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3 Tips To Improve Your Backbends

Here are my best three tips to improve your backbends! Backbends can be quite uncomfortable in the beginning and they can sometimes even cause pain, especially in the lower back. In order to practice safe and comfortable backbends there are three key things to keep in mind.


progress photo of backbends with a woman doing two different backbends side by side, the one on the left looks very uncomfortable and stiff and on the right it looks spacious and blissful
My backbend progress from 2020 to 2022

1. Work on opening up your upper back

Your lower back and neck are the most mobile areas of your spine and its very common, especially in the beginning of our backbend practice, to mainly bend from these areas. But this can cause discomfort and even pain in the long run. You want to make sure you work on opening up through your upper back. Now this might feel quite difficult because your upper/middle back (your thoracic spine) is mainly designed for twisting so the spinal vertebrae and facet joints look different than your neck (cervical spine) and lower back (lumbar spine). We'll never be able to backbend as deeply from our thoracic spine as from the other areas, but the more we can open up through here the better our backbends will feel! It was when I connected to my upper back that my entire backbend practice changed from uncomfortable and sometimes painful to pure bliss! Now my backbends are something I crave and I tend to practice them often because they really help my back feel good.


2. Strengthen your core

Most people dont think the core has much to do with backbends but a strong core means more stable backbends (i.e. less low back pain). If your brain and nervous system senses instability in areas of your spine such as the low back, it'll send pain signals and cause muscle spasms in order to protect you (it basically is telling you to stop because it senses danger). On the other hand, if your brain and nervous system senses stability, with practice you'll be able to go deeper and deeper in your backbends. So when you practice, make sure to do a lot of core work and I also like to start with core activation before practicing backbends. Think stability over depth, always!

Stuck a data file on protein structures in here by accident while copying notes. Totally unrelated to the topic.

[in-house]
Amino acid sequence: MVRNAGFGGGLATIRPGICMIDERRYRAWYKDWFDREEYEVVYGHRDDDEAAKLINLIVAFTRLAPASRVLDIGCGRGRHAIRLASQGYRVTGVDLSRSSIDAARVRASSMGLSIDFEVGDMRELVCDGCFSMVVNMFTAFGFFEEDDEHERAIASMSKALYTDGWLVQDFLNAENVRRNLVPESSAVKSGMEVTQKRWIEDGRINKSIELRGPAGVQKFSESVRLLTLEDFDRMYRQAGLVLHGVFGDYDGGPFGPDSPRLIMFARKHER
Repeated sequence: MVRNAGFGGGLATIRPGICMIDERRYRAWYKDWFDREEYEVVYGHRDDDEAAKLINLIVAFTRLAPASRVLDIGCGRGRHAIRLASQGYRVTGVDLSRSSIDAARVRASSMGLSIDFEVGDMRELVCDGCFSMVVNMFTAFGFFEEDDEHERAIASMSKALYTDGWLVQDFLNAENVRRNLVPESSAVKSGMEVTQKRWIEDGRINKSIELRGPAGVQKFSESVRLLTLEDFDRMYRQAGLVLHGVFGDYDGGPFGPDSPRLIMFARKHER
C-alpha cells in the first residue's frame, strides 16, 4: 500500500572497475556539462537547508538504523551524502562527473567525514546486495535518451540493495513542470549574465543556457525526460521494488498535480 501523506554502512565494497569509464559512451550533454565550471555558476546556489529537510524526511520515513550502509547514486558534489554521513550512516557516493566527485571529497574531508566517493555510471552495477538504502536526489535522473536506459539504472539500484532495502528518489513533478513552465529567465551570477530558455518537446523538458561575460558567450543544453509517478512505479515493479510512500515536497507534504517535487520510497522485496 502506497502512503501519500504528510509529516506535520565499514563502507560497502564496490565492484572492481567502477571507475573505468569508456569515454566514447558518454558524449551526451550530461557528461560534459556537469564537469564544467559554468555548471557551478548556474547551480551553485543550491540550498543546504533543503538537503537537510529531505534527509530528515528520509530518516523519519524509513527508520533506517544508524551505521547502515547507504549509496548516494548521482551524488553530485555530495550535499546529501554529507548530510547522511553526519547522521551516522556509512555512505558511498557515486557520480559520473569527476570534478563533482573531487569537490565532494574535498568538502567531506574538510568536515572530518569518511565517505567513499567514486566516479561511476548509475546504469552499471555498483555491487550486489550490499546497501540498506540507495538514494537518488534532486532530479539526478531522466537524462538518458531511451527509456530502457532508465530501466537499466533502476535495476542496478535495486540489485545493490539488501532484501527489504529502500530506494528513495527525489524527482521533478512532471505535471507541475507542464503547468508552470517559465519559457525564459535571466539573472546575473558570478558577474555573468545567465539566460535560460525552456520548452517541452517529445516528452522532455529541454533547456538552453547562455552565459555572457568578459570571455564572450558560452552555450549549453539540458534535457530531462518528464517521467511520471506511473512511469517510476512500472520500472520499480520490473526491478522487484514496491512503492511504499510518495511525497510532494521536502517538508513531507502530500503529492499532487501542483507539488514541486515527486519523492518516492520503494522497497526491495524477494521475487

3. Open the front of your hips

In most backbends we need to open up through the entire front body. If your hip flexors or quadriceps are tight, you'll jam into your low back and will feel pain. Backbends are about flexibility of the spine, sure. But its also about flexibility across our entire front chain - chest, shoulders, hips, and throat. So in a well rounded backbend practice we need to practice all of these! Make sure to take some proper time to warm up through your hip flexors and quads before backbending, think things like high lunge, low lunge, lizard pose and its variations, quad stretches like King Arthur and so on.


illustration of a black woman in a light pink outfit doing a low lunge on a white background, with text reading "low lunge"
Low lunge is a great pose to start warming up through your front hips before backbends!

Backbends can be uncomfortable in the beginning but fi you stick with it they'll eventually start feeling like pure bliss, I promise! Make sure to practice smart and safely, and always warming up properly. Stay consistent with your practice and dont give up! Sometimes it can take months or years but if you learn to enjoy the process, the time doesnt matter.


If you want help with your backbends, check out my virtual yoga studio where I have yoga classes focused on backbends, and also specific backbend classes with lots of different techniques outside of yoga.


Check out the studio here:


Happy practicing, yogis!


Namaste,

Elina


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